Travels from Los Angeles, California, USA
Sam Quinones's speaking fee falls within range: $10,000 to $15,000
Investigative journalist Sam Quinones is the best-selling author of Dreamland, the eye-opening chronicle of the causes underlying the American opioid crisis. Quinones’ work brought national attention to the topic, helping to breaking the silence and stigma surrounding the epidemic. Dreamland was honored as one of the best books of the year by Amazon.com, Slate.com, the Daily Beast, Buzzfeed, the Seattle Times, the Boston Globe, Entertainment Weekly, Audible, as well as the Wall Street Journal and .
Quinones has been a reporter for over 30 years. He spent 10 years living and working as a freelance writer in Mexico, where he specialized on immigration, drug trafficking, and gangs. His first two books – True Tales From Another Mexico: The Lynch Mob, the Popsicle Kings, Chalino and the Bronx and Antonio’s Gun and Delfino’s Dream: True Tales of Mexican Migration – gave a voice to marginalized Mexican populations and are considered cult classics.
Quinones wrote for the LA Times for 10 years. He is currently back to freelancing and frequently contributes to National Geographic, Pacific Standard Magazine, the New York Times, and Los Angeles Magazine.
Sam Quinones is a journalist, storyteller, former LA Times reporter, and author of three acclaimed books of narrative nonfiction.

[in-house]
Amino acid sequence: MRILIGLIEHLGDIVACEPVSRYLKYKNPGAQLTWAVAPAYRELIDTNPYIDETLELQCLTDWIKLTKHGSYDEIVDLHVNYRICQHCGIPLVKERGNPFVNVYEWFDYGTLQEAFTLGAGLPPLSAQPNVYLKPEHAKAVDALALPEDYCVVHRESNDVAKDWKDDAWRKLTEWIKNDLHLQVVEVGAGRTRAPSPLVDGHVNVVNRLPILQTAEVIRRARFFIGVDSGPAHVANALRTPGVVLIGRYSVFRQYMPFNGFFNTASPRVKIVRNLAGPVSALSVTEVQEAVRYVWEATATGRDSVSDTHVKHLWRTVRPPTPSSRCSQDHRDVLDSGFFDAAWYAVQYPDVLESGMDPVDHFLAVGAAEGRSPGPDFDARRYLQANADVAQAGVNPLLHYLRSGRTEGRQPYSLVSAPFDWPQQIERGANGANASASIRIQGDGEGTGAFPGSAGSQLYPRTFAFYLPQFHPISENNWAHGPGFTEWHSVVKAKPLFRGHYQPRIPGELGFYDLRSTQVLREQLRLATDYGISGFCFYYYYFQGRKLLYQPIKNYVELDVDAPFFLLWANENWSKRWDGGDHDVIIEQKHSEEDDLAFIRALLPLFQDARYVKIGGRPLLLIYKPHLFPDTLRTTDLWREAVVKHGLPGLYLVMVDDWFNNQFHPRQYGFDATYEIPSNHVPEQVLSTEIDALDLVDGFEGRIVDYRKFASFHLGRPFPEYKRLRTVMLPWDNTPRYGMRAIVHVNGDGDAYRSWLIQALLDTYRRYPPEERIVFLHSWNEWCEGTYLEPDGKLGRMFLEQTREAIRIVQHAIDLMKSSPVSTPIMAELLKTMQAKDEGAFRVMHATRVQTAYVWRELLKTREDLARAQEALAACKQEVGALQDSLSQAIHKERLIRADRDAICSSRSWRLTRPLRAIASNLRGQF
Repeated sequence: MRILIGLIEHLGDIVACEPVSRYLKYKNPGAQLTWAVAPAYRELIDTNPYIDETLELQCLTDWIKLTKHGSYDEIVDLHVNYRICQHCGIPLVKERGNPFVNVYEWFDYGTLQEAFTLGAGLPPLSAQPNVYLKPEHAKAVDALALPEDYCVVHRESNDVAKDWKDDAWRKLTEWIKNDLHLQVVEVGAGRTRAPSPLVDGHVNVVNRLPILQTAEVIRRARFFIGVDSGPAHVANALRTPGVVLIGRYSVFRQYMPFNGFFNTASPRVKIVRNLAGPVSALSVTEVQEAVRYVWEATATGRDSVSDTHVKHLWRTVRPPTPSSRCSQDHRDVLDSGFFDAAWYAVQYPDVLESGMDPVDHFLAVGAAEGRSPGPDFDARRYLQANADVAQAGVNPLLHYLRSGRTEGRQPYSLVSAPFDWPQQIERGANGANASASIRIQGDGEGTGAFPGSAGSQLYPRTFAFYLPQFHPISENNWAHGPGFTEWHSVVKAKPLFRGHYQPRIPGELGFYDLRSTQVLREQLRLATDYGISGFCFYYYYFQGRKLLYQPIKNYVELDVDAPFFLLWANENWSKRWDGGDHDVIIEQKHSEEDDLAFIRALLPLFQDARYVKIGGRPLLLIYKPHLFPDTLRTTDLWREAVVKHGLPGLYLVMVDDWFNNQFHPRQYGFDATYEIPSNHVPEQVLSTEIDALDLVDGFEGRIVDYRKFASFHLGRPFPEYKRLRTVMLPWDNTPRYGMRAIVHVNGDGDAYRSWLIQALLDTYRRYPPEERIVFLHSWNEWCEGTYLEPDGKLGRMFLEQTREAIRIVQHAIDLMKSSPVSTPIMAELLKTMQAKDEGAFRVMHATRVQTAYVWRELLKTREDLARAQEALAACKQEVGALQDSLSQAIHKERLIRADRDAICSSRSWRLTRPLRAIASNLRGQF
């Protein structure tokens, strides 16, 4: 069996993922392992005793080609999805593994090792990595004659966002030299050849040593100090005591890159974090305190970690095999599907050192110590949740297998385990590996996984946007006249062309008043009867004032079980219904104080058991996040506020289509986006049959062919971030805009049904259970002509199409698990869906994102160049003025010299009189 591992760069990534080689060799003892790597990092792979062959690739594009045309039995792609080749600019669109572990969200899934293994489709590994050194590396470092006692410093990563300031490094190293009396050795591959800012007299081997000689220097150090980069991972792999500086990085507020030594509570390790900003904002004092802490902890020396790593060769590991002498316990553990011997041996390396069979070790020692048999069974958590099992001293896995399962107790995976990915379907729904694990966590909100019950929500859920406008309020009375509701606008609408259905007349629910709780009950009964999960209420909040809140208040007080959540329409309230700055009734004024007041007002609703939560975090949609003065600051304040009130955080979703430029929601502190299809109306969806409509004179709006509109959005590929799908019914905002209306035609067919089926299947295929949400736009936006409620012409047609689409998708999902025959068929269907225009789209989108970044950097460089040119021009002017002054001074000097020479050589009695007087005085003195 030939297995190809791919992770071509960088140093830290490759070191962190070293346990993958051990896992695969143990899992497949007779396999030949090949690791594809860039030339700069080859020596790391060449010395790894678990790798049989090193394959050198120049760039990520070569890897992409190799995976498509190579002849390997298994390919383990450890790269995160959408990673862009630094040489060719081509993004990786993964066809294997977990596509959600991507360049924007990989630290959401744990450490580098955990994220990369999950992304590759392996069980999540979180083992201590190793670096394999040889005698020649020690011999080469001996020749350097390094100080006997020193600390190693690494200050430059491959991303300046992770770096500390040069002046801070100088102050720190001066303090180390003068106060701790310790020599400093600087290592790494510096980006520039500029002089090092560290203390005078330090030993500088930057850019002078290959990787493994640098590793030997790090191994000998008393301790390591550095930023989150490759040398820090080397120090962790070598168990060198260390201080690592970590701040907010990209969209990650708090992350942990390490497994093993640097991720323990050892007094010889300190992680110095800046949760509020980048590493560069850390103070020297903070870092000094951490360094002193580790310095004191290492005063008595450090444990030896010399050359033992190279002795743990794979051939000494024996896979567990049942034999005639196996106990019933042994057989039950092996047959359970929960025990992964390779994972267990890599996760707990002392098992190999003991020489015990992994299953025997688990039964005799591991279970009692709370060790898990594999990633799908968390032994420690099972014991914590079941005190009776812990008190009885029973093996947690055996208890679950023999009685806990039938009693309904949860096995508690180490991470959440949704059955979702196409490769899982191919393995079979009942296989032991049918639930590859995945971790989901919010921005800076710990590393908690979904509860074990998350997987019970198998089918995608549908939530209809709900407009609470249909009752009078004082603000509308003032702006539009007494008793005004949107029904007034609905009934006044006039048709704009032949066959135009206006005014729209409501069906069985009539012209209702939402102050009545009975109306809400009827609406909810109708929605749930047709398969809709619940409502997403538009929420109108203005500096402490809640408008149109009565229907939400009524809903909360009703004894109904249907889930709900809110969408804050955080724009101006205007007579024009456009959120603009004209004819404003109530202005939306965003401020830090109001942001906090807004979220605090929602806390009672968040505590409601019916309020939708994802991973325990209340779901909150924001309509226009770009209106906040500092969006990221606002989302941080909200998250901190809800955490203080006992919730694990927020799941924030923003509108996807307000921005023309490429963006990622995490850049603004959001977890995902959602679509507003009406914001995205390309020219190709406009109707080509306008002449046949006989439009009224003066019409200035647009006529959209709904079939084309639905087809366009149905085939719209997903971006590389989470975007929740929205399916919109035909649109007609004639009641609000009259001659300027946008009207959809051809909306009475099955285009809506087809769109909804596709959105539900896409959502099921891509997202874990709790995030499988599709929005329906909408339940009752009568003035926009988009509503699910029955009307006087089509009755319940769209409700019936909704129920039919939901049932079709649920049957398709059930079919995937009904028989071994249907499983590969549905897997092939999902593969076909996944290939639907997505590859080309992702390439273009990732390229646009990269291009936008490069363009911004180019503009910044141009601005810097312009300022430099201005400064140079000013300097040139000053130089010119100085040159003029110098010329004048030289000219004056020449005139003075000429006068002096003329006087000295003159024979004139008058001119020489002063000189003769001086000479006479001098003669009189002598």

His most recent book is Dreamland: The True Tale of America’s Opiate Epidemic by Bloomsbury Press.
His career as a journalist has spanned almost 30 years. He lived for 10 years as a freelance writer in Mexico, where he wrote his first two books. In 2004, he returned to the United States to work for the L.A. Times, covering immigration, drug trafficking, neighborhood stories, and gangs.
In 2014, he resigned from the paper to return to freelancing, working for National Geographic, Pacific Standard Magazine, the New York Times, Los Angeles Magazine, and other publications.
Columbia Journalism School selected him as a 2008 recipient of the Maria Moors Cabot prize, for a career of excellence in covering Latin America. He is also a 1998 recipient of an Alicia Patterson Fellowship, one of the most prestigious fellowships given to print journalists.
He teaches Tell Your True Tale writing workshops, and edits a storytelling webpage of the same name.
Quinones grew up in Claremont, California, and graduated from Claremont High School in 1977.
He attended U.C. Berkeley, studied economics and American history, and lived in the legendary, now-defunct Barrington Hall coop. There, he also produced punk rock concerts of bands such as the Dead Kennedys, the Dils, the Zeros, the Mutants, the Offs, Black Flag and Flipper, and wrote a senior thesis on the bebop jazz revolution of the 1940s.
He lived for a year in Europe, where he supported himself playing guitar on the streets and teaching English.
In 1987, he found his first journalism job at the Orange County Register. In 1988, he moved to Stockton, California, where for four years at the height of the crack epidemic, he covered gangs, dope and murder as a crime reporter for the Stockton Record.